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Medea is a German-language opera by Aribert Reimann after the play by Franz Grillparzer. It was premiered at the Vienna State Opera in February 2010. The German premiere was at the Oper Frankfurt in August 2010.

Opera by Aribert Reimann
Aribert Reimann.jpg
The composer in 2010
Based onMedea
by Franz Grillparzer
28 February 2010 (28 February 2010)


Aribert Reimann had already written seven literary operas, including Melusine, Lear and Troades, when he received a commission from the Vienna State Opera to write an opera for the conclusion of the era of Ioan Holender as General Director of the opera house. He chose the play Medea by Franz Grillparzer as a basis for the work,[1] the last part of Grillparzer's trilogy Das goldene Vließ [de] (The Golden Fleece) which is focused on Greek mythology, especially Medea.[1][2]

The opera was successfully premiered at the Vienna State Opera in February 2010,[1] staged by Marco Arturo Marelli, conducted by Michael Boder, with Marlis Petersen in the title role.[1] The German premiere was at the Oper Frankfurt in August 2010.[3]


Role Voice type Premiere cast, 28 February 2010
Conductor: Michael Boder[1][4]
Medea coloratura soprano Marlis Petersen
Kreusa mezzo-soprano Michaela Selinger
Gora contralto Elisabeth Kulman
Kreon tenor Michael Roider
Jason baritone Adrian Eröd
The Herold countertenor Max Emanuel Cenčić


Grillparzer showed Medea as a foreigner without protection who becomes the victim of powerful men, a view of the tragedy appealing to Reimann.[5] In a performance at the Komische Oper Berlin, staged by Benedict Andrews with Nicole Chevalier in the title role, Medea is shown as a barbarian woman, a stranger to the society and therefore expelled.[6]

A reviewer of the premiere notes that the vocal lines are highly ornamented, full of melisma, and with sharply jagged contours ("wild gezackt, scharf geschnitten"), demanding virtuosity from the singers. The metre changes without rest, also in the orchestra. The strings are divided multiple times, while the winds often have solo function. The vocal style was described as highly artificial ("hochartifiziell").[1]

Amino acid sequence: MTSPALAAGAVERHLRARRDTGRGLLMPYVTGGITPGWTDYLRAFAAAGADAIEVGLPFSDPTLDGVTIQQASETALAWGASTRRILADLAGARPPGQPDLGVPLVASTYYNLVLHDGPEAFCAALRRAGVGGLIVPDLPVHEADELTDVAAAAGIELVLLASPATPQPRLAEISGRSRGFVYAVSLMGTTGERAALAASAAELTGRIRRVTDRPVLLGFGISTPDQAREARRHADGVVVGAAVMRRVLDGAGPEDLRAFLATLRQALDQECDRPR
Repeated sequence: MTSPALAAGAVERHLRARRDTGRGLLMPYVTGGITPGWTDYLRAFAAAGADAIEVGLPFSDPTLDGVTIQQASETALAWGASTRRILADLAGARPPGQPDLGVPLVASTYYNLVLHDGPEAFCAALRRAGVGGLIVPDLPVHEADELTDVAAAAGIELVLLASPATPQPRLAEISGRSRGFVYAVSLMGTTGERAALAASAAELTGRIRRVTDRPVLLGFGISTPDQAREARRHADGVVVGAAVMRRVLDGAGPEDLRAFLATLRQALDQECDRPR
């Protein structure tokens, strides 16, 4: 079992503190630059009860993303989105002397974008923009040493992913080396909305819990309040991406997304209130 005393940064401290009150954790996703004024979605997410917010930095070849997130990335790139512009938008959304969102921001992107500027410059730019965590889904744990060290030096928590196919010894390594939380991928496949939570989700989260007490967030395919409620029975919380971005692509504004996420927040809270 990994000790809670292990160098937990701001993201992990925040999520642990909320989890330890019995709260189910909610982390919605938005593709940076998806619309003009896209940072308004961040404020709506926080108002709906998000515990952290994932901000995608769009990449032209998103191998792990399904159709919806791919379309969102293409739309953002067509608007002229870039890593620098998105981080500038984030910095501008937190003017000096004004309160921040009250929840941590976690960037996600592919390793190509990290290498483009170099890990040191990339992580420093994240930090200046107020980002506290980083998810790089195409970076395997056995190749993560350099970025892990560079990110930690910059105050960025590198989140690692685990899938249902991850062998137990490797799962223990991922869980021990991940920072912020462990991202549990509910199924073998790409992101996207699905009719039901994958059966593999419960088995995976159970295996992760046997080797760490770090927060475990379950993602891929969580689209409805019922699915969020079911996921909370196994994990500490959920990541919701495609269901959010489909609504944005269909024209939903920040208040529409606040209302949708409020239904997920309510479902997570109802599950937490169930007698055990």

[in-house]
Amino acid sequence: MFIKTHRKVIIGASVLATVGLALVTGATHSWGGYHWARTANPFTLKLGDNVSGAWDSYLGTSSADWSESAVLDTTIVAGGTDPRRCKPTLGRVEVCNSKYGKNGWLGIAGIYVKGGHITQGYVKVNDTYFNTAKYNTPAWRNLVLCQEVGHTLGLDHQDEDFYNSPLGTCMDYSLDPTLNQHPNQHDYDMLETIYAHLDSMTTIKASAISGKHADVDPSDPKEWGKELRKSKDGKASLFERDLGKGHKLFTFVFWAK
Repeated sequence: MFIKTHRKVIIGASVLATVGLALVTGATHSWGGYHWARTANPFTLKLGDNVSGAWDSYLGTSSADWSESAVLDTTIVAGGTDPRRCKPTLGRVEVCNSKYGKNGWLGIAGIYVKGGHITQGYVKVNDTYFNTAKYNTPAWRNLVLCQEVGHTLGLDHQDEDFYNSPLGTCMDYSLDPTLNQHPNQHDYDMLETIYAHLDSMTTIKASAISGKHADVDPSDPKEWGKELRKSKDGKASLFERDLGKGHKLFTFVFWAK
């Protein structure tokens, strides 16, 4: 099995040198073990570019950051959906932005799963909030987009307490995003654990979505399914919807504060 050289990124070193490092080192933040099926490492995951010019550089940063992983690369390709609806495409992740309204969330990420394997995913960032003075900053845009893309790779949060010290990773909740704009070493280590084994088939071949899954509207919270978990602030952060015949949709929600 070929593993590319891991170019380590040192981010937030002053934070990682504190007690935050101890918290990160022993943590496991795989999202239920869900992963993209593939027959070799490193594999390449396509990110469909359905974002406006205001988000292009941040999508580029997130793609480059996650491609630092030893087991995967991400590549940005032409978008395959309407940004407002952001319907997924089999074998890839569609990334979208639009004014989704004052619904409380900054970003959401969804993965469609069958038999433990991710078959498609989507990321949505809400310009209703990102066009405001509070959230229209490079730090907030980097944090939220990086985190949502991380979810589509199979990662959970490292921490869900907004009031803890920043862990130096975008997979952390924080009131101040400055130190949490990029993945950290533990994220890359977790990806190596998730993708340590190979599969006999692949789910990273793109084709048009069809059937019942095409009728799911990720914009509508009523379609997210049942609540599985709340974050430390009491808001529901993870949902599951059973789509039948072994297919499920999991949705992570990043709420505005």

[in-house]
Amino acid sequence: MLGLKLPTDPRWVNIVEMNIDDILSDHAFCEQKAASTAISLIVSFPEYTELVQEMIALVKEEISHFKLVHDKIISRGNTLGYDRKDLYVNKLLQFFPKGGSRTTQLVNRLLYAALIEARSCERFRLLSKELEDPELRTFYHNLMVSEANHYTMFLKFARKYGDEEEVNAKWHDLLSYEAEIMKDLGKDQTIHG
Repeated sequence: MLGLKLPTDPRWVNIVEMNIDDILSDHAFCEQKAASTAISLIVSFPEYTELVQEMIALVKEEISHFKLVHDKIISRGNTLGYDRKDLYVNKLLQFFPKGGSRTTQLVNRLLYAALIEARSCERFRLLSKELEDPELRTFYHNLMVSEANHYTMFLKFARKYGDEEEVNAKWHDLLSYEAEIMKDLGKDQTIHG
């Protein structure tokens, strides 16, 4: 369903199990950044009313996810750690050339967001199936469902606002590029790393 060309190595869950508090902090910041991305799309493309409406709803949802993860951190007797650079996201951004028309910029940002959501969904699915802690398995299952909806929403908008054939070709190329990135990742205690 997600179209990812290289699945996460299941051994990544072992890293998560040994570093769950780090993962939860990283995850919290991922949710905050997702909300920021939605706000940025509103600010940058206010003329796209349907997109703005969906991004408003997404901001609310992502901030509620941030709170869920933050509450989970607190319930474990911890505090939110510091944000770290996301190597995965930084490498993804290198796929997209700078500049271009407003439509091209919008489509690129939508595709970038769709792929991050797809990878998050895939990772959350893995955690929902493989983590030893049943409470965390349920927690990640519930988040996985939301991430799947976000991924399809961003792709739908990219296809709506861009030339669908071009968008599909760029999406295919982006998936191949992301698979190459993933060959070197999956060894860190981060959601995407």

1. ^ a b c d e f Büning, Eleonore (1 March 2010). "Oper: "Medea" in Wien. Eine antike Brünnhilde" [Opera: 'Medea' in Vienna. An ancient Brünnhilde]. Frankfurter Allgemeine Zeitung (in German). Retrieved 22 July 2017.
  2. ^ a b Clements, Andrew (26 May 2011). "Medea – review Barainsky/Baumgartner/Nagy/Baba/Frankfurt Opera/Nielsen (Oehms, two CDs)". The Guardian. Retrieved 22 July 2017.
  3. ^ Carlà, Filippo; Berti, Irene (2016). Ancient Magic and the Supernatural in the Modern Visual and Performing Arts. ISBN 1350007943. Reimann's work, following Franz Grillparzer's Medea (1820), the primary source for the libretto, can safely be ascribed to the second type. Reimann's social and political interpretation of Medea's magical abilities allows him to reflect on the violence of the power that fears and distrusts – but at the same time needs – the unknown, the foreigner.
  4. ^ "Medea". Schott Music. 2010. Retrieved 27 July 2019. Uraufführung: 28. Februar 2010 Wien, Staatsoper (A)
  5. ^ "Aribert Reimann / Medea". Komische Oper Berlin. 2017. Retrieved 22 July 2017.
  6. ^ Ossowski, Maria (22 May 2011). ""Medea" an der Komischen Oper – "Erarmt bin ich an Macht"" [Reviews: "Medea" at the Komische Oper – "I am in power"]. (in German). Rundfunk Berlin-Brandenburg. Retrieved 24 July 2017.
  7. ^ Whittall, Arnold (2010). "Reimann Medea / Reimann's take on a bloodthirsty tale, filmed during its Vienna premiere run". Gramophone. Retrieved 22 July 2017.
  8. ^ OCLC 867911287
  9. ^ OCLC 871957922

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